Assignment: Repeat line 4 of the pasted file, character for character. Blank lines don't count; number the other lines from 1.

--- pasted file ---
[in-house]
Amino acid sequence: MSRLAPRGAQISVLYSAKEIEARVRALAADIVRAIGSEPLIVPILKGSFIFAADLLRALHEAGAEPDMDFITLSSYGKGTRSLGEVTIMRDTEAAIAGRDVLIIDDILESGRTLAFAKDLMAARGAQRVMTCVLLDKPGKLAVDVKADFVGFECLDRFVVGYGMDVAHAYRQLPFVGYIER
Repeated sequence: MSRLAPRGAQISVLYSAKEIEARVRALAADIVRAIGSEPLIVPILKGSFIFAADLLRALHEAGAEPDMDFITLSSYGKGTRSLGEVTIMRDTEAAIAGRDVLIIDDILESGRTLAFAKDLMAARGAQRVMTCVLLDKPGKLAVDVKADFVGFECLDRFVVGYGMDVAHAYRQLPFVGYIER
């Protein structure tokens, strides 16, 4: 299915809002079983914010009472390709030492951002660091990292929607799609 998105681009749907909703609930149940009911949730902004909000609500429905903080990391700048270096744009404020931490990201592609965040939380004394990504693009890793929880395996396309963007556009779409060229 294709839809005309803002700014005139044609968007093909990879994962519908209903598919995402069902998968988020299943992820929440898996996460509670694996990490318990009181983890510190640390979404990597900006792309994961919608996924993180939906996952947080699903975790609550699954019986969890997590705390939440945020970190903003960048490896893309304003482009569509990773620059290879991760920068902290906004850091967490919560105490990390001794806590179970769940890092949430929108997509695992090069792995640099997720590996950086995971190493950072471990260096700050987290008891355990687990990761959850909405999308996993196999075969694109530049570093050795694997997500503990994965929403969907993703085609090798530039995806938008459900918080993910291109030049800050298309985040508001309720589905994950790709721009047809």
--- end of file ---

């Protein structure tokens, strides 16, 4: 299915809002079983914010009472390709030492951002660091990292929607799609 998105681009749907909703609930149940009911949730902004909000609500429905903080990391700048270096744009404020931490990201592609965040939380004394990504693009890793929880395996396309963007556009779409060229 294709839809005309803002700014005139044609968007093909990879994962519908209903598919995402069902998968988020299943992820929440898996996460509670694996990490318990009181983890510190640390979404990597900006792309994961919608996924993180939906996952947080699903975790609550699954019986969890997590705390939440945020970190903003960048490896893309304003482009569509990773620059290879991760920068902290906004850091967490919560105490990390001794806590179970769940890092949430929108997509695992090069792995640099997720590996950086995971190493950072471990260096700050987290008891355990687990990761959850909405999308996993196999075969694109530049570093050795694997997500503990994965929403969907993703085609090798530039995806938008459900918080993910291109030049800050298309985040508001309720589905994950790709721009047809």